G.I. Jobs Latest Issues

JAN 2019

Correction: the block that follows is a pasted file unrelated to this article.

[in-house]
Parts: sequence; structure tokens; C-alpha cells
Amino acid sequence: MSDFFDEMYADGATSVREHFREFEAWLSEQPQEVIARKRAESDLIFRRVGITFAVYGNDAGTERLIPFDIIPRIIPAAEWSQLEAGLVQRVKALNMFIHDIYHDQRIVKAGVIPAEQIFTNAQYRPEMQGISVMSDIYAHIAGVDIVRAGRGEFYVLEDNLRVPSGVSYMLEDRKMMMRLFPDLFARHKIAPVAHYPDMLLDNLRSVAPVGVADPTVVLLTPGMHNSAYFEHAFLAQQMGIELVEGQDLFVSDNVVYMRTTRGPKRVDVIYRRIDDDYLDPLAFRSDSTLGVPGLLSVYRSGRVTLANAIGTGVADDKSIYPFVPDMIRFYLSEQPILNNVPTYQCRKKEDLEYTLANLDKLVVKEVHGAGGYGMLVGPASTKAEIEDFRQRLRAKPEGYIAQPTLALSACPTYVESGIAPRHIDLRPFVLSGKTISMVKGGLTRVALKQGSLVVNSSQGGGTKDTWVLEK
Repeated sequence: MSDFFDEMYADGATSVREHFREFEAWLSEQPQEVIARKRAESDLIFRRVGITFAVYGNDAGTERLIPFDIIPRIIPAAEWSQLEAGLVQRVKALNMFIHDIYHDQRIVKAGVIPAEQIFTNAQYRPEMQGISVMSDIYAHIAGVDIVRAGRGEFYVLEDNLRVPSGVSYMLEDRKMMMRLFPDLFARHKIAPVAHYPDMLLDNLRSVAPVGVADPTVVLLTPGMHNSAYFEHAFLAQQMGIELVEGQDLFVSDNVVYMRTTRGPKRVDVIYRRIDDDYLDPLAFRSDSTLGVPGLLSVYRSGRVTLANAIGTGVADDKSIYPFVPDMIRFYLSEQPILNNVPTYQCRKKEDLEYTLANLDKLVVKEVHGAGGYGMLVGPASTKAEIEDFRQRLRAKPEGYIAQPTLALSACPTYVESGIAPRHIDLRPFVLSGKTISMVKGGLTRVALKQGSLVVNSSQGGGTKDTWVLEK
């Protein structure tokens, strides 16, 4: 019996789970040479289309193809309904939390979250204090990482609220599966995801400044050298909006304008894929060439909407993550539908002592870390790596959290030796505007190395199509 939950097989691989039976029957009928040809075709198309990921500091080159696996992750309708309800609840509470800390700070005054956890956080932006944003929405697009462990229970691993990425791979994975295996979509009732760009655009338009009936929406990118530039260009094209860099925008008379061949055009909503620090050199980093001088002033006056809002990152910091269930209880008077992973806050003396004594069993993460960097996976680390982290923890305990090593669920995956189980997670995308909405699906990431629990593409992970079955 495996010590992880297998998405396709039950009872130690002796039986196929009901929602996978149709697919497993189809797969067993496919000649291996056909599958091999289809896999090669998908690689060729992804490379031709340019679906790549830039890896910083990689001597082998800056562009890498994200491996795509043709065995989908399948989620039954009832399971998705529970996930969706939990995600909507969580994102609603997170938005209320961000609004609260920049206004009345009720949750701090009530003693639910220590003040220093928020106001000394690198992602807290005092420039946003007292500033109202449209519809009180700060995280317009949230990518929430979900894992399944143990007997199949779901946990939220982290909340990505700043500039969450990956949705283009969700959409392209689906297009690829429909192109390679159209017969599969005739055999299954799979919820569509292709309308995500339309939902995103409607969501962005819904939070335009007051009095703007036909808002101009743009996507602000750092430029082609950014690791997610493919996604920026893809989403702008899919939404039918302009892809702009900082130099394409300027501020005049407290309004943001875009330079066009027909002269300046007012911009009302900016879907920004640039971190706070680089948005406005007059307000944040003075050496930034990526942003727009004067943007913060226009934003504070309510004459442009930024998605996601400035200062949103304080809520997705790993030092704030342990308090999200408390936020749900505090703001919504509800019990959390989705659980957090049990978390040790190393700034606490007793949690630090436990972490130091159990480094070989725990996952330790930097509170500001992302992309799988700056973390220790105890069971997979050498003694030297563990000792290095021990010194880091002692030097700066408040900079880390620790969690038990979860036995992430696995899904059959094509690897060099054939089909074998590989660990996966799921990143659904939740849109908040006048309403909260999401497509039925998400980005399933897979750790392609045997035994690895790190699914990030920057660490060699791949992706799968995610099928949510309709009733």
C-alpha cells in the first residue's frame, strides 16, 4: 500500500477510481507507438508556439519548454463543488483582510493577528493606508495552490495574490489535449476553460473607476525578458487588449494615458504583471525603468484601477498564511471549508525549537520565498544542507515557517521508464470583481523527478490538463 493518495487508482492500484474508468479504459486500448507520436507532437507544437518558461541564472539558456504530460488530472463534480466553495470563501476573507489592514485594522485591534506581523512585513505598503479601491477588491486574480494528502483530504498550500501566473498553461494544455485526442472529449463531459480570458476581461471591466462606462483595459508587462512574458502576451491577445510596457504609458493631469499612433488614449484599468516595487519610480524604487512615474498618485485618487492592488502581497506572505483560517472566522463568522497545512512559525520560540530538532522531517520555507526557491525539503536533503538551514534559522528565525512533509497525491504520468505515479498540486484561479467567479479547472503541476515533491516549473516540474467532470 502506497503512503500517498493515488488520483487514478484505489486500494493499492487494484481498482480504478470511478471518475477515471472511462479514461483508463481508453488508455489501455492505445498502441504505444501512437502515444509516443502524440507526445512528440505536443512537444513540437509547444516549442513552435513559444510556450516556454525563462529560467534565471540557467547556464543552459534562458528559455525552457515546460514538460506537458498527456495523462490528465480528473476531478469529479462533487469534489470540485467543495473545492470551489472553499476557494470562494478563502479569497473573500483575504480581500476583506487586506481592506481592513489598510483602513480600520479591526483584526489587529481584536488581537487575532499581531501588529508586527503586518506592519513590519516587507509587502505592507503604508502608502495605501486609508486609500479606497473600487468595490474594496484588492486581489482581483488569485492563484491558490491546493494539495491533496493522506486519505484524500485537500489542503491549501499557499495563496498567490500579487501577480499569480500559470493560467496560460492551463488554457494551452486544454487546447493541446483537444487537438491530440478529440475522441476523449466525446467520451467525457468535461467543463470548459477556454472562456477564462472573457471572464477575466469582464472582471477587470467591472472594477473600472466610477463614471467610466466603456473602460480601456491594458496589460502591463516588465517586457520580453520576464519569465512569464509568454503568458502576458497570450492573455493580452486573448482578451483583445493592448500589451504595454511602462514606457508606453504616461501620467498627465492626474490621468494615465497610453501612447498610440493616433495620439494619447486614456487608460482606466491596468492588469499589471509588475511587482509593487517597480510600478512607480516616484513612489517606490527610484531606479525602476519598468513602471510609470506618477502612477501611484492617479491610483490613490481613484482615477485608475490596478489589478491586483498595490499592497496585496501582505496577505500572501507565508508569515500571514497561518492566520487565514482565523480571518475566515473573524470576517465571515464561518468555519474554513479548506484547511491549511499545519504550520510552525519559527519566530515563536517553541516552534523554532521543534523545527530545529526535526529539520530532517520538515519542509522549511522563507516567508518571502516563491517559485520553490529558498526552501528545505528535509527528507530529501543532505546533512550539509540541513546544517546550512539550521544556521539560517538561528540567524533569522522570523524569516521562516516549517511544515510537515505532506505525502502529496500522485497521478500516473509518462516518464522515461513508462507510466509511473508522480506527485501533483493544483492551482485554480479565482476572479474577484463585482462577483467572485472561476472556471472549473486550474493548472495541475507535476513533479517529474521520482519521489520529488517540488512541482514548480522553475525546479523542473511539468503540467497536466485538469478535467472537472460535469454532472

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18 G.I. JOBS | JANUARY 2019 | GIJOBS.COM programs through increased productivity, reduced waste and greater innovation. YOU CAN USE YOUR GI BILL For transitioning service members and veterans, apprenticeships can be an ideal path to a rewarding civilian career. Even with the GI Bill, earning a four-year college degree can put a financial strain on military families. Earning a good wage while they train – the pay increases throughout the program – is an option worth considering. Approximately 48,000 veterans are participating in a DOL registered apprenticeship. There's another advantage for prior military. Veterans can use the GI Bill to draw a monthly housing allowance (MHA) during their apprenticeship. The MHA decreases every six months as the apprenticeship progresses, but that's offset by the increasing wages. HEAD START Some service members have the opportunity to get apprentice training even before they leave active duty through programs like the United Service Military Apprenticeship Program (USMAP) and the Career Skills Program/ SkillBridge. Joe Pineiro took advantage of a program stood up by three sheet metal unions. An Army aircraft electrician who deployed to Afghanistan, Pineiro decided to pursue a career in construction when he separated after six years of service. He learned about the SMART Heroes program from his transition counselor at Joint Base Lewis-McCord near Tacoma, Wash. The full- time, seven-week program provides sheet metal industry training prior to discharge. Participants learn the basics of the sheet metal trade – a skilled, technical craft that works with other tradespeople to construct commercial, industrial and residential buildings. Graduates are placed as second-year apprentices in one of 148 apprenticeship programs throughout the country. "It appealed to me because it showed me a field that was new to me and introduced me to the union side of construction. It also included many benefits I was seeking, and gave me training before I even left the military," he said. "Also, with the apprenticeship program I am able to draw from my Post-9/11 GI Bill to make up the difference in pay from separating." Pineiro, 32, graduated from the SMART Heroes program in December 2017 and began working as a second-year apprentice in his home town of Rochester, N.Y. "Transitioning back was not easy," he said. "I'm still feeling the ripples, but this program made it easier for me to get into a profession and maintain benefits comparable to what I gave up by separating." Kevin Thomas started out as an apprentice. After 20 years as a union sheet metal worker, he became an instructor for the SMART Heroes program when it launched in July 2017. "There is a shortage of labor throughout the country and our veterans needed jobs. It just seemed like the perfect fit," he said. The program has since graduated seven classes, with about 15 soldiers in each cohort. Thomas said journeyman sheet metal workers typically earn PHOTOS COURTESY OF SMART HEROES

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